Through the first third of the story I found myself wondering if it was going to include anything OTHER than the real world horrors faced by those battling addiction.

But Jones kept dropping hints and references to things that seemed not quite right. Be it someone screaming down a street in a blazing fireball as they’re burned alive or the Old Gray House on Archer Way, we’re left to wonder. Is it really supernatural? Or are they the drug induced hallucinations of an addict stoned out of their mind?

Soon enough though, Zach finds himself trapped by a supernatural item. Beautiful on the surface, but coldly terrifying. An item that beats the shit out of him, drags him to the pit of hell and threatens to do the same to those he loves. The evil is punishing, brutal and uncaring. Evil like that doesn’t NEED a reason or motive, it just IS.

Jones blends the real life horrors of addiction with the horrors of the supernatural world and leaves you feeling the anguish and despair of his characters. Capturing the essence and feeling of the characters state of mind (be it sober, high, terrified, grief stricken, guilty or depressed) this story grabs hold of you and drags you through hell with them. As if YOU were the one feeling the pain and terror they are experiencing.


That was a long, run on sentence. Sorry about that. Once you read the story though, you’ll understand what I’m saying.

When Jones is writing about Zach feeling guilty, as a reader you’ll notice a shift in the “voice” of the story. When Zach transitions from being sober to the high of the drugs kicking in, the “voice” of the story changes to reflect it.

This is even MORE pronounced with the second story, Enter Softly, with the main character of Lisa. A trauma nurse facing her own demons and her own battle with the sinister evil that beats the hell out of Zach in Criterium.

Lisa’s story hits on a different level because it’s coming from the viewpoint of a parent that has made a single, terrible mistake. A mistake that leads to another…and then another, until the evil and addiction has a firm grip on her in much the same way it did for Zach.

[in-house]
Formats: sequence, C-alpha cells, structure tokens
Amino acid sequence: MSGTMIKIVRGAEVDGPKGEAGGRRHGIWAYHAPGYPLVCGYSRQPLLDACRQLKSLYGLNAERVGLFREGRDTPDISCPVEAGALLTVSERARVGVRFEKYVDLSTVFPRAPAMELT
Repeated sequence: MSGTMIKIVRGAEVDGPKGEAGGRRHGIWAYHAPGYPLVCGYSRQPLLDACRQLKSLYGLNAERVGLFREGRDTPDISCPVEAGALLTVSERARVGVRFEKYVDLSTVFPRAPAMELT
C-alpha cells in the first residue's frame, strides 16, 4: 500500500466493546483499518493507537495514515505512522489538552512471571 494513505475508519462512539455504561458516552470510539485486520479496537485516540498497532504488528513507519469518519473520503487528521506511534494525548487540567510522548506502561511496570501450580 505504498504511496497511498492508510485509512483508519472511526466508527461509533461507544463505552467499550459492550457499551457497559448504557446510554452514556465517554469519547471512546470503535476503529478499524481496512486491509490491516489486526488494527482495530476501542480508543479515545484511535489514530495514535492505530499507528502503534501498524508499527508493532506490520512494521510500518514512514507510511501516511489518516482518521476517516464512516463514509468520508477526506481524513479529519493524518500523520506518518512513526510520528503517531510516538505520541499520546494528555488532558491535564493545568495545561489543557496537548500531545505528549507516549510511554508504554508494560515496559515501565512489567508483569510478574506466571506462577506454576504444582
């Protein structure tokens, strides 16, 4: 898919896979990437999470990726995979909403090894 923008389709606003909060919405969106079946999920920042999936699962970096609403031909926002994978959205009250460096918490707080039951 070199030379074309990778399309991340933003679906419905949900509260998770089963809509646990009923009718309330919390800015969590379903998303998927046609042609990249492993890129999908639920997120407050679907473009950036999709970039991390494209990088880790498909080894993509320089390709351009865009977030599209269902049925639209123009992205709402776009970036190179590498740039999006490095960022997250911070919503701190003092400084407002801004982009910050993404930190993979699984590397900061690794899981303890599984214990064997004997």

I enjoy how Jones doesn’t rely on the more conventional horror aspects of evil. There’s no backstory to the evil, no tropes of gory monsters in the night. The real terror here comes in the form of the gritty, punch you in the gut just because it felt like it – no backstory required, kind of evil.

It’s an evil at once understandable yet completely mysterious. It’s never explained, there’s no motive and no reason WHY this darkness is doing what it’s doing. It just IS.

One thing that never quite settled for me with this story was Zach’s age. Jones hints that he’s probably around high school age, his sister seems much younger. Most of the story finds Zach anywhere BUT in school. In general it seems he’s around 16-18 years old. Yet there are other times he seems younger, much younger. During the span of 3-7 months it’s like he’s suddenly gone from being 16(ish) to being out of high school and a young adult. It’s a minor quibble, but feels like a tiny pebble in your shoe that nags at you the whole journey.

The Bottom Line

If you like heart-wrenching, despair-filled horror stories that don’t rely on the typical “horror tropes”. Stories that blend real world horror with a touch of truly sinister supernatural evil. Then you’re going to enjoy the ride this story takes you on.

I give Criterium : Extended Edition by Tyler Jones a 4 out of 5 stars.

It’s a solid horror novella with two horrifically fun stories. Stories that make me want to know more about the nature of the bike and hear more tales of that Old Gray House on Archer Way.

Seeing a LITTLE more about what’s behind the evil or where it comes from would have been great, our minds crave a motive. But the reality of it manifesting in the darkness that lies within all of us, via human nature, addiction, grief, loss, or despair, well…that’s more terrifying than any fictional monster could ever hope to be.

Leave a comment

Your email address will not be published.

One thought on “Criterium : Extended Edition by Tyler Jones”